Humanity loves to celebrate sacrifice.
The world’s greatest sport, baseball, even rewards players who are willing to perform a sacrifice. You can have a player execute a sacrifice bunt or sacrifice fly. In each case the team benefits, but the player sacrifices his individual achievement for the sake of helping his team win.
After a player sacrifices himself, the team surrounds him, encourages him, and celebrates his success.
Sacrifice leads to reward.
Sacrifice leads to something new.
Something new comes because we are willing to let go of the old.
We’re willing to sacrifice what once was.
The letting go is what I have been thinking about a lot recently. Letting go is about shattering the old perception, the old way. It’s the understanding things are not as they were.
The moment you realize you’ve been holding on to a particular way or object and it’s time to sacrifice it, it’s time to hold it loosely and see what stays in your palm.
It could mean it comes back to you. Or, perhaps, you may never see it again. If you do se it again, it may come back to you as something completely different than you ever anticipated it becoming.
Either way, it’s the shattering.
Sacrifice shatters expectations.
Sacrifice shatters the hoped for reality.
There were dreams and expectations for what Fall was going to look like. Where I am in October today, is not at all where I thought it would be. It is radically different, but there is still hope what is to come will be even better than what was the hoped for reality. Fall took a 180 degree turn in the midst of the shattering.
My hoped for reality was shattered and I’ve been reflecting on this quite a bit.
My reflecting has taken me to the story of Jonah. The parallel is not exact, so the context doesn’t quite matter. What strikes me is Jonah getting frustrated with God’s provision in the moment.
Jonah went out of the city and sat to the east of the city and made a booth for himself there. He sat under it in the shade, till he should see what would become of the city. Now the Lord God appointed a plant and made it come up over Jonah, that it might be a shade over his head, to save him from his discomfort. So Jonah was exceedingly glad because of the plant. But when dawn came up the next day, God appointed a worm that attacked the plant, so that it withered. When the sun rose, God appointed a scorching east wind, and the sun beat down on the head of Jonah so that he was faint. And he asked that he might die and said, ‘It is better for me to die than to live.’ But God said to Jonah, “Do you do well to be angry for the plant?’ And he said, ‘Yes, I do well to be angry, angry enough to die.’ And the Lord said, ‘You pity the plant, for which you did not labor, nor did you make it grow, which came into being in a night and perished in a night.’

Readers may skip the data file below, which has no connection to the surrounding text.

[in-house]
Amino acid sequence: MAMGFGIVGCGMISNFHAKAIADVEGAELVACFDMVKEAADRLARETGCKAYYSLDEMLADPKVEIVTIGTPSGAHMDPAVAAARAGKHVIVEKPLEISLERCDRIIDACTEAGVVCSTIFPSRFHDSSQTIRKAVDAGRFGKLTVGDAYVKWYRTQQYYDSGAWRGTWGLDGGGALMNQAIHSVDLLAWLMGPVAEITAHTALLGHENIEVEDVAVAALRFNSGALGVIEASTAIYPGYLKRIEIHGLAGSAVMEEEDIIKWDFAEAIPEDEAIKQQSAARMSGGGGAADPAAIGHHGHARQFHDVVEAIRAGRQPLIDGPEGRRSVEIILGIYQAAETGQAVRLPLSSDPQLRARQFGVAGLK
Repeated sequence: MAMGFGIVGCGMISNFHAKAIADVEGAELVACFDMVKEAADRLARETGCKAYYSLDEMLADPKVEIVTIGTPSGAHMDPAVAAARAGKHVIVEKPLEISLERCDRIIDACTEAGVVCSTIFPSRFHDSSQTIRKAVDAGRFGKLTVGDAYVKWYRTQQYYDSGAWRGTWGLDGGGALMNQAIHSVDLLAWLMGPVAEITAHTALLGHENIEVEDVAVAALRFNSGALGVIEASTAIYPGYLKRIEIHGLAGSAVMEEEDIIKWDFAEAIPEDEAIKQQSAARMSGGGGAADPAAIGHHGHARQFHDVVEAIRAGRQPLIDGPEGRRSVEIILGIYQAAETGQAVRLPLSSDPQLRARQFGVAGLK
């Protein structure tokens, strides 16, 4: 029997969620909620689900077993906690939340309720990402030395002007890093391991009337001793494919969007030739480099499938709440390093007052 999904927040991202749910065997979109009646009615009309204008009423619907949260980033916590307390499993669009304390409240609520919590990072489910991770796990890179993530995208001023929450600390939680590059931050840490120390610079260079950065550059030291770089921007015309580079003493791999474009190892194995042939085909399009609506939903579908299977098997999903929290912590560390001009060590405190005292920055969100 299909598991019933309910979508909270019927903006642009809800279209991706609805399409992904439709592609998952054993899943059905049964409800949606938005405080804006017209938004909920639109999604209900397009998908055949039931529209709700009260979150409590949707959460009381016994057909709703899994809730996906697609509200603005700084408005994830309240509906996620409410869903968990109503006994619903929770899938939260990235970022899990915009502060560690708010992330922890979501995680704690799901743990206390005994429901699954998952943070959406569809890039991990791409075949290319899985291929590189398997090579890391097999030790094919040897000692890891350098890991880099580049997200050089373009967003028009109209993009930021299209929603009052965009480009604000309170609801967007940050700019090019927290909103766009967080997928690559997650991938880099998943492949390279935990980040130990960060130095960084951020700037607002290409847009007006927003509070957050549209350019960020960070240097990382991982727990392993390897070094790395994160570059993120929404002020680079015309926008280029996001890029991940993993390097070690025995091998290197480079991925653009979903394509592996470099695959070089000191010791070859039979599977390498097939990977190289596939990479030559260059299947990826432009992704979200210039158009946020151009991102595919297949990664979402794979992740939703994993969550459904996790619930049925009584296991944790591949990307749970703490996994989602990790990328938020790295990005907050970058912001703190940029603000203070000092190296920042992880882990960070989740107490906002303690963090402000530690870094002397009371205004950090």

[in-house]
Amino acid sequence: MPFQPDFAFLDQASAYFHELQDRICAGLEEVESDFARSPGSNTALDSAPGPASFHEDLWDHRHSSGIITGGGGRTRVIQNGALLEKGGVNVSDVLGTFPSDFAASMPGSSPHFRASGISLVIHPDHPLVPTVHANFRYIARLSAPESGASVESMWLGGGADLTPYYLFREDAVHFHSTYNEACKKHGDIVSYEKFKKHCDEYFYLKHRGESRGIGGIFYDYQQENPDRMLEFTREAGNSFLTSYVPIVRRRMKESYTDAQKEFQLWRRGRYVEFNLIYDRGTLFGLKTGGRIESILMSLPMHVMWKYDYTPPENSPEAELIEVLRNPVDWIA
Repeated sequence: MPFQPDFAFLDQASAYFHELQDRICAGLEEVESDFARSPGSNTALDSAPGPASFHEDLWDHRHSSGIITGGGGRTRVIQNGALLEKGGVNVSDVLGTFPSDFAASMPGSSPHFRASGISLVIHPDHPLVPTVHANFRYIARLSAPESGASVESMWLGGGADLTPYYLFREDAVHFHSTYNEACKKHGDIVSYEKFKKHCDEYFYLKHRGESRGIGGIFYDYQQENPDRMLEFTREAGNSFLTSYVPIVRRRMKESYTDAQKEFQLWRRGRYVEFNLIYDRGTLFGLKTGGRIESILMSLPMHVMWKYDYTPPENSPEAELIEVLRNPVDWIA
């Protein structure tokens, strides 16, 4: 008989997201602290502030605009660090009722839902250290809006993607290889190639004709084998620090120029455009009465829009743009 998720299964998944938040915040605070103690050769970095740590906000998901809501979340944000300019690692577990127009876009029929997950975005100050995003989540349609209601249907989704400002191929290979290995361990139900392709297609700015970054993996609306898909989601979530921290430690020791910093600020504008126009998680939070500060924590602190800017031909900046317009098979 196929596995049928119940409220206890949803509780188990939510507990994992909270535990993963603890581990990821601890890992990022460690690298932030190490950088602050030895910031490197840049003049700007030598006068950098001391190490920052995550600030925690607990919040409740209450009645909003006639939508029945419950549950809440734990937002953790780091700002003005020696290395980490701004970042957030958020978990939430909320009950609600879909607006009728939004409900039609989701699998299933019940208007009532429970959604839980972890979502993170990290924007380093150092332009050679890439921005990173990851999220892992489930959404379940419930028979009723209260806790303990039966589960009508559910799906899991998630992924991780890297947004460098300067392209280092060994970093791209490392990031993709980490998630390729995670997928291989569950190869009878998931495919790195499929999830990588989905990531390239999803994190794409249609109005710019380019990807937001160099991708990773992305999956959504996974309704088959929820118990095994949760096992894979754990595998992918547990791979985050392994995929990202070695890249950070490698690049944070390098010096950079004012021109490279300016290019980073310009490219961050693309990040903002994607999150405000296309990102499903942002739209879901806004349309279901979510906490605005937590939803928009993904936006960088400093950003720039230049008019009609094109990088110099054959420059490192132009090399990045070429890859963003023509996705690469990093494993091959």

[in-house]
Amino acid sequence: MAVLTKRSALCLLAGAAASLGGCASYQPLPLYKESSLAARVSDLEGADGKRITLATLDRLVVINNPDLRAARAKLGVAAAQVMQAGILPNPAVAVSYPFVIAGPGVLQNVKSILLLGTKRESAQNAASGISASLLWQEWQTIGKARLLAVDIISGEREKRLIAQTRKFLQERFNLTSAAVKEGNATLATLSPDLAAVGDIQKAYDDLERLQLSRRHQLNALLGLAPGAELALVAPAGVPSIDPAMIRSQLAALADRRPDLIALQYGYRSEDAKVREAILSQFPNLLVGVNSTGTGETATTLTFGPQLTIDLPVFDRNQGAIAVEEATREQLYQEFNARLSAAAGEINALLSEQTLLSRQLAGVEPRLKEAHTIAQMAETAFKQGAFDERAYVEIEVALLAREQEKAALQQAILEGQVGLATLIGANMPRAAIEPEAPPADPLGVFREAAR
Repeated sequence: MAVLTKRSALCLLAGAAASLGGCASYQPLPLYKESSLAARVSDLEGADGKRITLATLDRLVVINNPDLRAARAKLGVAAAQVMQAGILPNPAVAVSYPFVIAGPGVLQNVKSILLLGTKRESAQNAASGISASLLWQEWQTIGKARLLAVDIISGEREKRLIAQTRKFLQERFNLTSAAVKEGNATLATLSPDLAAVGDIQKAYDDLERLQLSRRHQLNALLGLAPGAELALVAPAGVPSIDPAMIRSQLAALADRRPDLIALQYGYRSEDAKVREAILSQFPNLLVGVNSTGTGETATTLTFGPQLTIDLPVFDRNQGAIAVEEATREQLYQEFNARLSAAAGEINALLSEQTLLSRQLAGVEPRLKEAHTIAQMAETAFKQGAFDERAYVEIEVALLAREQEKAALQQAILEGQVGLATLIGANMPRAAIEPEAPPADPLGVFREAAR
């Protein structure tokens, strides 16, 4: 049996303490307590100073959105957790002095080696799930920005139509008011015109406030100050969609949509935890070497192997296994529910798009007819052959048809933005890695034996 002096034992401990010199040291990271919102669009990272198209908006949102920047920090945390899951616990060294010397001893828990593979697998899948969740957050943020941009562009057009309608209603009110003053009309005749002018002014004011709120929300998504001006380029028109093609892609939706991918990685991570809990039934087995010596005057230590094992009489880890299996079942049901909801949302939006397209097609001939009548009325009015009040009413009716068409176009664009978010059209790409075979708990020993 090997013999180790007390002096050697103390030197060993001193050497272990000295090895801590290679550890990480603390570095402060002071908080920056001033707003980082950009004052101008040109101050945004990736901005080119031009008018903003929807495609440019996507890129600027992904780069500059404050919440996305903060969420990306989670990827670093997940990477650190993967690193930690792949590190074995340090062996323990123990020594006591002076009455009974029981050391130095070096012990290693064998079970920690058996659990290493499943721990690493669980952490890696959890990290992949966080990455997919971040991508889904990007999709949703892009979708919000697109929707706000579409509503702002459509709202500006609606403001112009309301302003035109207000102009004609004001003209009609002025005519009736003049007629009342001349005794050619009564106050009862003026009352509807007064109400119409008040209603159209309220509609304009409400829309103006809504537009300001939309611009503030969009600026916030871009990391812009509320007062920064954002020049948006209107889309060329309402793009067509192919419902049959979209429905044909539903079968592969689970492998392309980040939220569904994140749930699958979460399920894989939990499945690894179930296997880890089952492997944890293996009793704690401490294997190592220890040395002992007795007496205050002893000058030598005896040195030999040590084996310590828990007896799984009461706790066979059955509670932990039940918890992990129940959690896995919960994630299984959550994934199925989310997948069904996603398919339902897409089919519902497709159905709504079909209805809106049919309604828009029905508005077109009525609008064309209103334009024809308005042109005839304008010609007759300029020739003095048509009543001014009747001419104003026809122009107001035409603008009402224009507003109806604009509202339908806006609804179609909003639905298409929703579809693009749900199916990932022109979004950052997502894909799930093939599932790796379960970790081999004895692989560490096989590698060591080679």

This conversation is about Jonah’s shattered hope for reality.
It was Jonah’s shattering.
I feel it. I get it. I understand.
The shattering takes an adjustment. It takes rediscovering the purpose of the season. It takes pausing.
In the pause, in the slowdown, you sacrifice what you thought was going to be and learn to adjust to what reality is.
The shattering leads to reconstruction.
In reality, the shattering is actually a rebuilding.
The rebuilding has started, I don’t know yet what is getting constructed – unfortunately I don’t have the fancy, little drawings from Ikea to help me out.
What is this next season going to look like?
Where is it going to lead?
How is God going to move?
These are questions I don’t know the answer to yet but I can’t wait to explore, find out, and celebrate how God has moved.